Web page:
The Maryland Office of the Attorney General is seeking help from outside law firms to help in its ongoing investigation into opioid manufacturers and distributors.
The request for proposals for special litigation counsel was made Friday by the Consumer Protection Division, which has been investigating potential claims against drug companies since 2016.
“To comprehensively and timely hold responsible parties accountable and provide relief to affected residents, the Division requires additional resources to assist it in completing these investigations and in administrative enforcement litigation, if necessary,” the request states. “These investigations may require communications with other state, federal, and local governments and others interested in the public health.”
Written proposals are due June 18.
Attorney General Brian E. Frosh said in an interview Tuesday he expects a robust response to the request, likely from law firms already representing municipalities and states in lawsuits against the drug companies.
“We’ve received a lot of solicitations, suggestions, requests to come in and briefs us from firms that are doing this,” he said.
Six Maryland counties and four cities, including Baltimore, have filed their own lawsuits alleging manufacturers and distributors of drugs such as OxyContin knowingly misled doctors and consumers about the addictive quality of prescription opioids and manufactured a market by overstating their benefits for chronic pain treatment.
The local jurisdictions have all retained outside counsel on a contingency-fee basis, and many are involved in the federal multi-district litigation in Ohio, which includes hundreds of litigants from around the country.
The Maryland attorney general’s RFP specifies the special litigation counsel will be retained on a contingent-fee basis, Frosh said, because that is the model nationwide and what outside counsel are expecting to receive, Frosh said.
While Frosh has said he has not ruled out the possibility of filing a traditional lawsuit, the current strategy will involve filing individual administrative proceedings against the companies alleging violations of the Maryland Consumer Protection Act if it is determined enough evidence exists.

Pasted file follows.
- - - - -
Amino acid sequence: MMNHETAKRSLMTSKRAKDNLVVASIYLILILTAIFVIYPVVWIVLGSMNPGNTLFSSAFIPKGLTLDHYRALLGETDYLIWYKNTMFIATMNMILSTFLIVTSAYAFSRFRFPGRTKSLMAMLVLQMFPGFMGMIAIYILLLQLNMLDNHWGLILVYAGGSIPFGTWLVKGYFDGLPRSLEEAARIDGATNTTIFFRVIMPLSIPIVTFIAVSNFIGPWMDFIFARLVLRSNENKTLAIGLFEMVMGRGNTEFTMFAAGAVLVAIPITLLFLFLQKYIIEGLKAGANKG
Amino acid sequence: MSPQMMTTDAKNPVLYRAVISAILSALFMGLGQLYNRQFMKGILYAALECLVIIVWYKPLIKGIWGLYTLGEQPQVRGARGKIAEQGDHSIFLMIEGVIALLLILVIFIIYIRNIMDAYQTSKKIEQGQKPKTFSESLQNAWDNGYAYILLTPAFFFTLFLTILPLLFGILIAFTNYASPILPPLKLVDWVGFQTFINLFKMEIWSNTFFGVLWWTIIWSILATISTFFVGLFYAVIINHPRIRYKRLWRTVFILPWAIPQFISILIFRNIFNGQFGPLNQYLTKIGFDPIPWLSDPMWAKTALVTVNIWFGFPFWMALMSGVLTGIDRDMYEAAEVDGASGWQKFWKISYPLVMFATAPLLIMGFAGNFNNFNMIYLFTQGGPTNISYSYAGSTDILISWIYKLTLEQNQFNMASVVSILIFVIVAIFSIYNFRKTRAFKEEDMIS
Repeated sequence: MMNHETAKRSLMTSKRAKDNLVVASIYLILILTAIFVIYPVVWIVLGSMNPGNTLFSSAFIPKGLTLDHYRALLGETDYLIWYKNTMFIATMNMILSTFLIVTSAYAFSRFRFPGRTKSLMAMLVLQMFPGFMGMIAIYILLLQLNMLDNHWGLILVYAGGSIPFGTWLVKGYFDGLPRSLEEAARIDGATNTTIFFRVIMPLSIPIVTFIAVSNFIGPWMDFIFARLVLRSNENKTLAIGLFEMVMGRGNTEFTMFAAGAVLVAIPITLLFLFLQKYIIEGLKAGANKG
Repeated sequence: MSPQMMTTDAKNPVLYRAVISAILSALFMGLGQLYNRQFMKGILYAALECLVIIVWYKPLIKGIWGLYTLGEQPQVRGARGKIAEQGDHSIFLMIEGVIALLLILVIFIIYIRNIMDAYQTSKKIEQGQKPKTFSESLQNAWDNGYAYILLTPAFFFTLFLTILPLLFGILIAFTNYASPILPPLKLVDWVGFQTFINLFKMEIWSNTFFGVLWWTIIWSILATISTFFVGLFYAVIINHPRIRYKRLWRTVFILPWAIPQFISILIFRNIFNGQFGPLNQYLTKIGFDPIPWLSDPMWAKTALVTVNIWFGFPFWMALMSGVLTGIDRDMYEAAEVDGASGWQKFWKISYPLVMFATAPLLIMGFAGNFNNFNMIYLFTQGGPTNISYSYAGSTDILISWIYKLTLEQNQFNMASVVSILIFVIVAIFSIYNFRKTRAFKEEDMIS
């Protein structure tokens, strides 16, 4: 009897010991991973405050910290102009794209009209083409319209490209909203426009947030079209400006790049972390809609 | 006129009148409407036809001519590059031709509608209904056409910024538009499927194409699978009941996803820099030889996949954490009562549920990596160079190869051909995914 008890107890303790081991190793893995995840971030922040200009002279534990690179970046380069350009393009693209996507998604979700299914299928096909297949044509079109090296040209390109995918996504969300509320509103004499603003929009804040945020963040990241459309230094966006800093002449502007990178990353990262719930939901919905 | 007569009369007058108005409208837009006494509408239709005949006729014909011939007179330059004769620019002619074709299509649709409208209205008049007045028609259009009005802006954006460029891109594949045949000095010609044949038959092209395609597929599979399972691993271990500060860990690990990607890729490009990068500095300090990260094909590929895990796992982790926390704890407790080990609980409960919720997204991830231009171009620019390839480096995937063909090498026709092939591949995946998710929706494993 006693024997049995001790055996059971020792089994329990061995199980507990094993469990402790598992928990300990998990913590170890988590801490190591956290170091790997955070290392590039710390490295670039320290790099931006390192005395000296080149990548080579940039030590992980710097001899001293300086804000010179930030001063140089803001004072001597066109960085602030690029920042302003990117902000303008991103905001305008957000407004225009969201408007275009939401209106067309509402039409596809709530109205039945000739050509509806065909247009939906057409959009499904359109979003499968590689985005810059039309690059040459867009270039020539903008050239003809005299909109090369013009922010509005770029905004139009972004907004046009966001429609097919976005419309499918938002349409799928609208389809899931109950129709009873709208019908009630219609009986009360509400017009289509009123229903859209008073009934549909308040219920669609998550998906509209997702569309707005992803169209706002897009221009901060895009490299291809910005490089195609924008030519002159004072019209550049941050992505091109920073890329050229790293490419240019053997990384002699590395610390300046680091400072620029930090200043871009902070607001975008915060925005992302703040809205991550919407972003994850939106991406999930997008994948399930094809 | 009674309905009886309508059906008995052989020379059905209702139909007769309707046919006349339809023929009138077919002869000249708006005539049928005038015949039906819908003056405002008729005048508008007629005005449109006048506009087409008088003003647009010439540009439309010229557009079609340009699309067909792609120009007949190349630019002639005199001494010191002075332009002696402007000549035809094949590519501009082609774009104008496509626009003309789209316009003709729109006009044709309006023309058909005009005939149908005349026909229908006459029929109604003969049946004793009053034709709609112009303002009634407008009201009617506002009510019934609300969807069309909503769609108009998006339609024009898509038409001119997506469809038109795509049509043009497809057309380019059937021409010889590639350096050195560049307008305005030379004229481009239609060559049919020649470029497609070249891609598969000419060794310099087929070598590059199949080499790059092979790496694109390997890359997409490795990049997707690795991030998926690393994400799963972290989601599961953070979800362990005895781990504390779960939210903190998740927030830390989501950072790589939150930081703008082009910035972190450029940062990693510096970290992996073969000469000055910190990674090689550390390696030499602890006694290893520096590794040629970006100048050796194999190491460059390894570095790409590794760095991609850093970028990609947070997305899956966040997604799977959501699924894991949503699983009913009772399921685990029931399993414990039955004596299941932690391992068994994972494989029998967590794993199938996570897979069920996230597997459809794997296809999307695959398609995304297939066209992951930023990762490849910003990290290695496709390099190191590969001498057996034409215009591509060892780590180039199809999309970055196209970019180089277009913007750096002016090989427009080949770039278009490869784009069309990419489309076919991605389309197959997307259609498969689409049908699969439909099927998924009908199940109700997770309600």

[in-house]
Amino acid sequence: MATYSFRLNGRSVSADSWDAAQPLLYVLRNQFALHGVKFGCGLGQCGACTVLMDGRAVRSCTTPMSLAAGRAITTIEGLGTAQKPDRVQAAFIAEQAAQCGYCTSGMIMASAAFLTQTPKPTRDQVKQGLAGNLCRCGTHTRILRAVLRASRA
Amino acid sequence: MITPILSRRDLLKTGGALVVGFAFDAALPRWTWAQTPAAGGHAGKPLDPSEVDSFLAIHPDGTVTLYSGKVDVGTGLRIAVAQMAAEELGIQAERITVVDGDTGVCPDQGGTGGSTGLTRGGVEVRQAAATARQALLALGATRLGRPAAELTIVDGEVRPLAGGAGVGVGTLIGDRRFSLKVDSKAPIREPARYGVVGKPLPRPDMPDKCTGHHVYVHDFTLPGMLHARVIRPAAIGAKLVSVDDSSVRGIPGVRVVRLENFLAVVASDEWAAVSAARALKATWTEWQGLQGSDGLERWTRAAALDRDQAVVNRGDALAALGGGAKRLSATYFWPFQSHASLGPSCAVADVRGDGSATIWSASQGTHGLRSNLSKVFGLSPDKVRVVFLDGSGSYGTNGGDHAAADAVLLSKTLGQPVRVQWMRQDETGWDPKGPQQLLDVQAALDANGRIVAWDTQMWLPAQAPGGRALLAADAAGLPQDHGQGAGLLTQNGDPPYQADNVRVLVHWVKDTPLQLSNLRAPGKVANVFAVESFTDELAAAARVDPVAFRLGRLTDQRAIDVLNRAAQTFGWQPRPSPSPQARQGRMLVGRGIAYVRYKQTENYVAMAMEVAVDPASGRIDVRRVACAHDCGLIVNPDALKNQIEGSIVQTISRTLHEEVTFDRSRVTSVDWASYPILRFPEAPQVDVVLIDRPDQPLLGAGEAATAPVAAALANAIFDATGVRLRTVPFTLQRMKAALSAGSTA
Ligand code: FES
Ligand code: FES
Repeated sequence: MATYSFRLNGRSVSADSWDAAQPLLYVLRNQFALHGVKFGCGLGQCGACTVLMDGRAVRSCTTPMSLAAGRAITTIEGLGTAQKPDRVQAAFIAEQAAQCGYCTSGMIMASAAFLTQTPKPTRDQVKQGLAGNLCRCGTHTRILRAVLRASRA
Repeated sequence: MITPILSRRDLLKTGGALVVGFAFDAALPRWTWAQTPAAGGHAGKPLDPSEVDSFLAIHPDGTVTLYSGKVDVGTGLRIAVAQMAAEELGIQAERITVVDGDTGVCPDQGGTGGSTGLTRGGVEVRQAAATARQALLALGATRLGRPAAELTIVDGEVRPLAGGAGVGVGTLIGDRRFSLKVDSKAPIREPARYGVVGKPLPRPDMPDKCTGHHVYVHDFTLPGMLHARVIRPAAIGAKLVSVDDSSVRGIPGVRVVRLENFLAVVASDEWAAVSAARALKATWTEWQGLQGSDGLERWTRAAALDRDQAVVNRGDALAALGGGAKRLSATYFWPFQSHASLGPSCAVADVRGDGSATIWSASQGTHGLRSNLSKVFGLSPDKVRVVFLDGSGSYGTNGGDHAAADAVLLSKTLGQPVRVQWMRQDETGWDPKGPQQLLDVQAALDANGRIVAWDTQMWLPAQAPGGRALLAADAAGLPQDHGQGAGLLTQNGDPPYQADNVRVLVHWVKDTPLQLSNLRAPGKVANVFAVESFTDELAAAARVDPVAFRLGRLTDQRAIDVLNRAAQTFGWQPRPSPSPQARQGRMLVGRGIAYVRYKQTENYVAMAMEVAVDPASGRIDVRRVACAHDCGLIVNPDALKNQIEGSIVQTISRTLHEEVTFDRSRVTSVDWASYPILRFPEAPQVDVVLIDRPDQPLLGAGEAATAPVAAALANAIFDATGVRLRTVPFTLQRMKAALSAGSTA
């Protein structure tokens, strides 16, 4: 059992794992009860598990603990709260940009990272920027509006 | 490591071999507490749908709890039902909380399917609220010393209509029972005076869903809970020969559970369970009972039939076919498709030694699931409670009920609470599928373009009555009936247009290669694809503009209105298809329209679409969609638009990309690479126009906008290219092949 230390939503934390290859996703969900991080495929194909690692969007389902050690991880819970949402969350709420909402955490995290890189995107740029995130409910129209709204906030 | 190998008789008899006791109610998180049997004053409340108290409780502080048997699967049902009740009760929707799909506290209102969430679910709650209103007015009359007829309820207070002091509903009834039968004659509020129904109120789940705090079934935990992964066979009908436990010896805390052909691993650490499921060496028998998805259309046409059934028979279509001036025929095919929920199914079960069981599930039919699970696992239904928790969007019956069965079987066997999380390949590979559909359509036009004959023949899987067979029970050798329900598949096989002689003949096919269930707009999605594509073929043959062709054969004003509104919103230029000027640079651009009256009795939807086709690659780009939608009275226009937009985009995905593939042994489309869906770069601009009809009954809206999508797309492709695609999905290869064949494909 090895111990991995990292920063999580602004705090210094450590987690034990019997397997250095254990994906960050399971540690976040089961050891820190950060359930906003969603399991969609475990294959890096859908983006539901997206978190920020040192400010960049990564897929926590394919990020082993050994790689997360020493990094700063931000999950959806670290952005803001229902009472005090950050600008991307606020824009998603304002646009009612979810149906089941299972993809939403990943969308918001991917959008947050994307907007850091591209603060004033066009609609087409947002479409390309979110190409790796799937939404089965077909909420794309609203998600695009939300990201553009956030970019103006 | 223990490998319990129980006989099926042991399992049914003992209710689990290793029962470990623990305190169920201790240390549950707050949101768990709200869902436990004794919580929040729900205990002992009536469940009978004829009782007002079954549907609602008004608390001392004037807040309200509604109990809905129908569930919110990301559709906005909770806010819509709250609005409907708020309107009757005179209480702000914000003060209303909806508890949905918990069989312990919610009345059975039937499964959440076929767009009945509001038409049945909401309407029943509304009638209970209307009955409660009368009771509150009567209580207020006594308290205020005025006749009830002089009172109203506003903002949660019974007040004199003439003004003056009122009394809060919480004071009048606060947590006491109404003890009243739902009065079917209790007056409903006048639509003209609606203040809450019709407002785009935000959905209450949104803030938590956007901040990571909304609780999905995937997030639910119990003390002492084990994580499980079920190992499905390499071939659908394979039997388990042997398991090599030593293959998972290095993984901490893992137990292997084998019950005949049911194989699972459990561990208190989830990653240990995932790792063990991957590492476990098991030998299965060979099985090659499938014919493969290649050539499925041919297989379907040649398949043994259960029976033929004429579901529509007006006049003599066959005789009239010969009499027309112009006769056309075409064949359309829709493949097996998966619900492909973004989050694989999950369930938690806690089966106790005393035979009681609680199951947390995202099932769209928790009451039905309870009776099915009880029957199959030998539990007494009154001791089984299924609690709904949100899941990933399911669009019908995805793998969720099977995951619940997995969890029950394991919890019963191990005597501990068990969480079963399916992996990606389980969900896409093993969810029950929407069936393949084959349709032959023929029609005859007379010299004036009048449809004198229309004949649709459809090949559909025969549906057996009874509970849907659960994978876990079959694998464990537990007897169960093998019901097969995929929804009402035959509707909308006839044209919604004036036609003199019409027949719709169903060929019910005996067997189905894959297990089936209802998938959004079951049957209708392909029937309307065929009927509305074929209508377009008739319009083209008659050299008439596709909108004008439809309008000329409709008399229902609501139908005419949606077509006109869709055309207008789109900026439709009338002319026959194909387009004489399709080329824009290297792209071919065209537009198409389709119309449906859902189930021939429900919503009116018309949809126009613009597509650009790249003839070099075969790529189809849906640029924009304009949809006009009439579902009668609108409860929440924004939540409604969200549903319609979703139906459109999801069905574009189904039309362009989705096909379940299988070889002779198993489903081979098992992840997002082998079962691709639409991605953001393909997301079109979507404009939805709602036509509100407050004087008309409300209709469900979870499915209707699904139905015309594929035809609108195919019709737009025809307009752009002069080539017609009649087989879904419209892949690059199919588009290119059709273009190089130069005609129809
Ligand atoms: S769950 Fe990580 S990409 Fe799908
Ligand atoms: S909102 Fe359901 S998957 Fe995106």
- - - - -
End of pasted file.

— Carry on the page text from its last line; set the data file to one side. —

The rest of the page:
“Our thinking at the moment is it is probably most advantageous for us to proceed in administrative proceedings in Maryland,” he said.
Frosh added he is not aware of any other states pursuing opioid cases through administrative hearings but most states do not have Maryland’s administrative framework.
The potential allegations in Maryland will echo the lawsuits filed around the country, according to Frosh, with some more specific facts and damages unique to the state. Proposals are asked to address experience practicing before the Consumer Protection Division or the Office of Administrative Hearings.
“They have to be able to work within our administrative framework but otherwise it’s essentially the same cases that other places are contemplating or have filed,” he said.
Administrative filings will happen later than a lawsuit because discovery is done before the case is filed in administrative court, Frosh said. He declined to say when any proceedings might be filed.
“The cases are, shall we say, under construction already, but more discovery needs to be done in most of them,” he said.
Though Maryland is not involved in the federal multi-district litigation, Frosh said he and other attorneys general are keeping an eye on the proceedings in Ohio. With bellwether trials scheduled for next year, litigants could see rulings and verdicts on issues that resonate with their cases, even though none will be binding on whatever happens in Maryland.
“We all impact each other,” Frosh said. “If there’s a decision in some other court, obviously everybody is going to be looking at how that impacts the case that Maryland has or that Virginia has.”
Gov. Larry Hogan authorized Frosh in January to file suit, although the attorney general said he previously requested authorization to bring litigation. Frosh said Tuesday he received permission from Hogan to retain outside counsel.